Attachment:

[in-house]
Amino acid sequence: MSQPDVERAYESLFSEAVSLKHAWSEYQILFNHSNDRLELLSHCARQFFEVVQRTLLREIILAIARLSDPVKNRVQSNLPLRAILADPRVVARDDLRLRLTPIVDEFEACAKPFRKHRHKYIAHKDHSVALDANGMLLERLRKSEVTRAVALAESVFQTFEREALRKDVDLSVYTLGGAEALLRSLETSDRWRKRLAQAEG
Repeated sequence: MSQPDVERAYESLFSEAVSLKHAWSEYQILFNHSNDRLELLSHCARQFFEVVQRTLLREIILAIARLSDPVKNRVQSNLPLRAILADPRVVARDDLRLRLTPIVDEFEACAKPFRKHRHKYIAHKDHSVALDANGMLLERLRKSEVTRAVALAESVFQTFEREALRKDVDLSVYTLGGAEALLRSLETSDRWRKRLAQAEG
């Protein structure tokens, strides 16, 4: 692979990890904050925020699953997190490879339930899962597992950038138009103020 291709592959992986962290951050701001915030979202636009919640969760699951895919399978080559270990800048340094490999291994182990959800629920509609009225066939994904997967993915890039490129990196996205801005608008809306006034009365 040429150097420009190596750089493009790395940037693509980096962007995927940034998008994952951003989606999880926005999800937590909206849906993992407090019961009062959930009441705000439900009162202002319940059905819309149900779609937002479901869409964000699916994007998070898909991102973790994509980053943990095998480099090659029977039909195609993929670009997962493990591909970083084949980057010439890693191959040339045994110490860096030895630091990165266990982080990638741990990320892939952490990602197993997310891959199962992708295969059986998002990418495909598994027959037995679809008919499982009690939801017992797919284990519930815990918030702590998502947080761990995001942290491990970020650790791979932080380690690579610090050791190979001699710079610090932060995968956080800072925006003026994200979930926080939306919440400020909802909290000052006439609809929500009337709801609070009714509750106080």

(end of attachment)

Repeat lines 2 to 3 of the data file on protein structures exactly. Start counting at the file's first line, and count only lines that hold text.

Amino acid sequence: MSQPDVERAYESLFSEAVSLKHAWSEYQILFNHSNDRLELLSHCARQFFEVVQRTLLREIILAIARLSDPVKNRVQSNLPLRAILADPRVVARDDLRLRLTPIVDEFEACAKPFRKHRHKYIAHKDHSVALDANGMLLERLRKSEVTRAVALAESVFQTFEREALRKDVDLSVYTLGGAEALLRSLETSDRWRKRLAQAEG
Repeated sequence: MSQPDVERAYESLFSEAVSLKHAWSEYQILFNHSNDRLELLSHCARQFFEVVQRTLLREIILAIARLSDPVKNRVQSNLPLRAILADPRVVARDDLRLRLTPIVDEFEACAKPFRKHRHKYIAHKDHSVALDANGMLLERLRKSEVTRAVALAESVFQTFEREALRKDVDLSVYTLGGAEALLRSLETSDRWRKRLAQAEG